JK: Initially, this character may have been seen as the bad guy, because he was completely abusing his status as a war hero and football star, and was selfishly indulging in his celebrity. Instead, what George and I decided to do was think about how it feels to be that young and in a pinch. And I think what it comes down to is, this kid definitely does not want to continue to lie. In fact, if he could just come out and give credit to everybody else, it would have been a lot easier for him. But once people tell you that it's good for the country, it's not your fault, "We're going to do this to make the army stronger," it's sort of that weird dilemma of believing the hype.
AVC: It's a lot like Flags Of Our Fathers.
JK: Exactly. That's very interesting. Embarrassingly, I remember not finding out the truth about that picture [of the flag-planting at Iwo Jima] until high school or something.
AVC: How do you feel [Leatherheads] is resonant today? Or is it more about capturing a bygone era?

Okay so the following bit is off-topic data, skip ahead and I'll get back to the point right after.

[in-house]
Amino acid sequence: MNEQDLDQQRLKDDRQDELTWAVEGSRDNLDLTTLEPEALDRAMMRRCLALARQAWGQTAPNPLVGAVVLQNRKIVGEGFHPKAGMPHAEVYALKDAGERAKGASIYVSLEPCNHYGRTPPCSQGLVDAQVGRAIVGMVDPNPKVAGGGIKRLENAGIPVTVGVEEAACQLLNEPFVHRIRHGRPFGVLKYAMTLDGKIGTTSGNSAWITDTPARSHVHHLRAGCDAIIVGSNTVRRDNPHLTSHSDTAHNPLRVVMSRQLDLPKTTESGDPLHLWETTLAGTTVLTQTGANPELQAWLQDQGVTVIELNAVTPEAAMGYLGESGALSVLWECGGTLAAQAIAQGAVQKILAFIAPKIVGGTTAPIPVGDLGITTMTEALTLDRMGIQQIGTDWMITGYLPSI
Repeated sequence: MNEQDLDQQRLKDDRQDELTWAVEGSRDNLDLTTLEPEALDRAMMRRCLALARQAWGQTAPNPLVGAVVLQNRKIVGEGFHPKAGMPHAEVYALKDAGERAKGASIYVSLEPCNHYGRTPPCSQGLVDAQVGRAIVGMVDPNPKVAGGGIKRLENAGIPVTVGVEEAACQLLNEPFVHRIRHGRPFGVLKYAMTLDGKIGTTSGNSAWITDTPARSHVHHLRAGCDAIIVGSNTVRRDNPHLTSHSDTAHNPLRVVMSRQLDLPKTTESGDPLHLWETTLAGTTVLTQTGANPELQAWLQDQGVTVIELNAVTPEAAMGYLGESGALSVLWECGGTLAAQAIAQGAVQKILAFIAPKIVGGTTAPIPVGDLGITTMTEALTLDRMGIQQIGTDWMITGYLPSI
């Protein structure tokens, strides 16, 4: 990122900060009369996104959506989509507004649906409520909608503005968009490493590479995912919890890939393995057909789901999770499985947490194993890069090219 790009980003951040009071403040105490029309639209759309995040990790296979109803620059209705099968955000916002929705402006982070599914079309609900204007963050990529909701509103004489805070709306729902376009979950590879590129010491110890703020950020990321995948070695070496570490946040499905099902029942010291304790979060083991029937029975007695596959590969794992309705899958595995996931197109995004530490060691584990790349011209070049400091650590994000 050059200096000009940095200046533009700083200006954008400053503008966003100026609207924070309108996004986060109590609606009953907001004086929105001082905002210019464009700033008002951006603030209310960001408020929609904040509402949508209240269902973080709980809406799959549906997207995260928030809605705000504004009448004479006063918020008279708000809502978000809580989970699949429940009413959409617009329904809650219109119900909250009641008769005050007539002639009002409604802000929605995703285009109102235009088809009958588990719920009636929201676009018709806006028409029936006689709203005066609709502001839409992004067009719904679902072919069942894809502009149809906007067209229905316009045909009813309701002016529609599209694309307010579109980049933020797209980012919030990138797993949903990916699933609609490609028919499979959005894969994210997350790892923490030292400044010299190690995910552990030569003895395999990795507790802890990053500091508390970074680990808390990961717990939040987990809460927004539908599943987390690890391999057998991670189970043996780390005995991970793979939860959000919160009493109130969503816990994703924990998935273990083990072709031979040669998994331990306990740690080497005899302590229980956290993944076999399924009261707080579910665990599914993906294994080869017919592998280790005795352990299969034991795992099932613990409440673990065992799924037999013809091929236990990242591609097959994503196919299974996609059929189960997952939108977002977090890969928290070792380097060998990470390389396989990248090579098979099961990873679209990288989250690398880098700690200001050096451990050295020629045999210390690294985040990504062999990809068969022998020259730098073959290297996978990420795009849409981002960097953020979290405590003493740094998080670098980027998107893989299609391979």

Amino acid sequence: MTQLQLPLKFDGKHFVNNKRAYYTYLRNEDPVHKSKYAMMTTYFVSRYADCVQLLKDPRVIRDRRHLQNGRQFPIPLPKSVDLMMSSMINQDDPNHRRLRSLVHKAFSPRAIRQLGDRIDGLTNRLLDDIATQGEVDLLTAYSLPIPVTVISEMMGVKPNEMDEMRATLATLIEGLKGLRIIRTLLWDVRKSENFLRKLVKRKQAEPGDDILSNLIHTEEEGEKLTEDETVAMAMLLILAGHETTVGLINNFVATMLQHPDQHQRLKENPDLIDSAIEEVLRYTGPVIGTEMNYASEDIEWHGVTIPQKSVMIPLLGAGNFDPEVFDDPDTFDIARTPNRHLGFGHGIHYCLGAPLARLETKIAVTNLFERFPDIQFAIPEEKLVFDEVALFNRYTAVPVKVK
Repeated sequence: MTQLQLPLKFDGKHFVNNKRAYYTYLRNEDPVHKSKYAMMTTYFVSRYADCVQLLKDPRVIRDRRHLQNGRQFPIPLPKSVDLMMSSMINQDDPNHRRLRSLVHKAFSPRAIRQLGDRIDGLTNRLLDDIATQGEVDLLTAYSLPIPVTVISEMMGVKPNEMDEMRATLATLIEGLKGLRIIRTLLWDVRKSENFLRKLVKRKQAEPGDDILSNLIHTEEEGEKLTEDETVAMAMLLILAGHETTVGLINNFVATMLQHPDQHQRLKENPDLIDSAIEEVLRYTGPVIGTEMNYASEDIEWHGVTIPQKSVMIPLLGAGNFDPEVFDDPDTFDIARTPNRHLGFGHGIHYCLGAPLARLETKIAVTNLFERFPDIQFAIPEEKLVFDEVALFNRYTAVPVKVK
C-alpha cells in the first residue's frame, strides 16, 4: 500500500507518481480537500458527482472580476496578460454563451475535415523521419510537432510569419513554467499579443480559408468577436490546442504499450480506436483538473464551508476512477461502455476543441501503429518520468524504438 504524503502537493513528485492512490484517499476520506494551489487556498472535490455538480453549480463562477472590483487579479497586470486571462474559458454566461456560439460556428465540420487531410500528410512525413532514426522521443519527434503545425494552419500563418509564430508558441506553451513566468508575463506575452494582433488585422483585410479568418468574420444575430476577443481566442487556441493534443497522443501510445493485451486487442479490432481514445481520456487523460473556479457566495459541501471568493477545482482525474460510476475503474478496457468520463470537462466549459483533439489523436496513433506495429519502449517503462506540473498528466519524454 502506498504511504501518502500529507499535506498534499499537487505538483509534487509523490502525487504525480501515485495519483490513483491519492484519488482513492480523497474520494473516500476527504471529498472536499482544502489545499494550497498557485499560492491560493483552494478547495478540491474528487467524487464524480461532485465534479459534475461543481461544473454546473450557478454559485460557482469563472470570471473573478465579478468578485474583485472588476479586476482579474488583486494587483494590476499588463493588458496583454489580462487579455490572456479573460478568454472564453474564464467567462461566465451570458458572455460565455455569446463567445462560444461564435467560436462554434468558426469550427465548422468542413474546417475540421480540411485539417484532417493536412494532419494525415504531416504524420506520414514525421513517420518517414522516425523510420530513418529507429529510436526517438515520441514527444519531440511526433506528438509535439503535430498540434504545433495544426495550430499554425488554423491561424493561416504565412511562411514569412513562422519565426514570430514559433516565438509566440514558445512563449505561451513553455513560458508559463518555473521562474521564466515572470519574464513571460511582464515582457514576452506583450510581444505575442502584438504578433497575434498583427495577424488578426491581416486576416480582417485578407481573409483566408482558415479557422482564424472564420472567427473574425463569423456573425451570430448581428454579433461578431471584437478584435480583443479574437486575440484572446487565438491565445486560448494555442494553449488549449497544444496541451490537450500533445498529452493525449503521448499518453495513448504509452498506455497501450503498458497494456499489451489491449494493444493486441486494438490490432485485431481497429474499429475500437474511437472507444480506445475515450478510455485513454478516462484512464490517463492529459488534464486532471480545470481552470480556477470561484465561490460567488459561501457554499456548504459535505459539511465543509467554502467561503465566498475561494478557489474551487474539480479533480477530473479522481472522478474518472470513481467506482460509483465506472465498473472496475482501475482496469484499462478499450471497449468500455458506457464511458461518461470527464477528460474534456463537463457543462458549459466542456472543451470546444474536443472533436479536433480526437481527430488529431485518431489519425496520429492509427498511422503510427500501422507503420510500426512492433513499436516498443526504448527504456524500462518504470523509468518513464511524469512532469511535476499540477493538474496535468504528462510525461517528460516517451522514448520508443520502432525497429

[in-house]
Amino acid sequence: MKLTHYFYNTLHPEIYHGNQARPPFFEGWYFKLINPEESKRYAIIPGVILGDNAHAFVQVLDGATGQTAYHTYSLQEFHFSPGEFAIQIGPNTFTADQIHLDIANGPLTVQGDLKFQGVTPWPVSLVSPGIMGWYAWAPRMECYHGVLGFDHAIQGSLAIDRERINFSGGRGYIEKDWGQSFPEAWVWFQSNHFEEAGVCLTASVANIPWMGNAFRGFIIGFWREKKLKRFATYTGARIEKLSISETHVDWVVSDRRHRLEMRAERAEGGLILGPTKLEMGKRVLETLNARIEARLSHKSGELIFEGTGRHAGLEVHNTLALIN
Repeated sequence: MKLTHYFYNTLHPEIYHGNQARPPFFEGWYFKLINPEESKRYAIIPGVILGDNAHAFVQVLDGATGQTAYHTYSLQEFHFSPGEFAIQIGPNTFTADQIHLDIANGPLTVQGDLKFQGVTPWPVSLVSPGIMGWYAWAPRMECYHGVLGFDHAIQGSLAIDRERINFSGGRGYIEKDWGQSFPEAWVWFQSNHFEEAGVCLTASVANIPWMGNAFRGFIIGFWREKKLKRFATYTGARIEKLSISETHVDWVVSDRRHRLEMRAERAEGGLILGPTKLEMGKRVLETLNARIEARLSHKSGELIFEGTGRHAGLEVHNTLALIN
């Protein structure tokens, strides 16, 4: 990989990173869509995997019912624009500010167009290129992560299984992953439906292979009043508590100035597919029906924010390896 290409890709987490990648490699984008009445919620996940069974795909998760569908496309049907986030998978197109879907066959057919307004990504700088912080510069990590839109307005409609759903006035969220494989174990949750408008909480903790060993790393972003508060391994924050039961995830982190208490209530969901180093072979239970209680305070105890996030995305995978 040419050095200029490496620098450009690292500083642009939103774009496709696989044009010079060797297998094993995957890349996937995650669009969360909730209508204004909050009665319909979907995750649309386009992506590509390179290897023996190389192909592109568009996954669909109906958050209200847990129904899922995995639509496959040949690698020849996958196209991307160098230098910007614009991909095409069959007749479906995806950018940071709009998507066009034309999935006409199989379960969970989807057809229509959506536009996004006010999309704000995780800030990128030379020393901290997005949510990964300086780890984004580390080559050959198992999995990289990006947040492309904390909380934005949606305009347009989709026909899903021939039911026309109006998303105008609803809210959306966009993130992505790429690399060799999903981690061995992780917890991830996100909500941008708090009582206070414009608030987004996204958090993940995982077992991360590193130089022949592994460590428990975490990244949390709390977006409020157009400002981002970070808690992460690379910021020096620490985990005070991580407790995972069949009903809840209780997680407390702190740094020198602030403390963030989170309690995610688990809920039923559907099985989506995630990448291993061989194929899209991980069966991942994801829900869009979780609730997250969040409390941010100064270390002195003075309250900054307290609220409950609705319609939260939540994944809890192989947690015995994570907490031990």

JK: I think it captures the era well, but it's really just a fun movie. There isn't really a deep message. At the same time, I think it brings back an era of film where people went to the movies to transport themselves to another place. We really just had fun. It all goes back to when my dad used to recommend movies to me. Like now, I'd recommend Michael Clayton to my dad and say, "Oh, you should go see it. It's got an intricate storyline and it's really fun, but you got to stay awake and alert through the whole thing." And my dad, he used to recommend movies to me, "Did you see Butch Cassidy?" And I'm like, "No." "Oh, I remember " and his head would tilt, and he'd look to the sky a bit. He'd just get all nostalgic. I think we sort of do miss that in movies nowadays. This very nostalgic Americana feeling of going to see a movie, and feeling good. So in the world where there's a lot of movies with social commentary and war and things like that, this is sort of an uplifting thing.
AVC: When you're acting alongside big personalities like George Clooney or Steve Carell or Robin Williams, what do you feel your role is? Are you comfortable yielding the floor to them?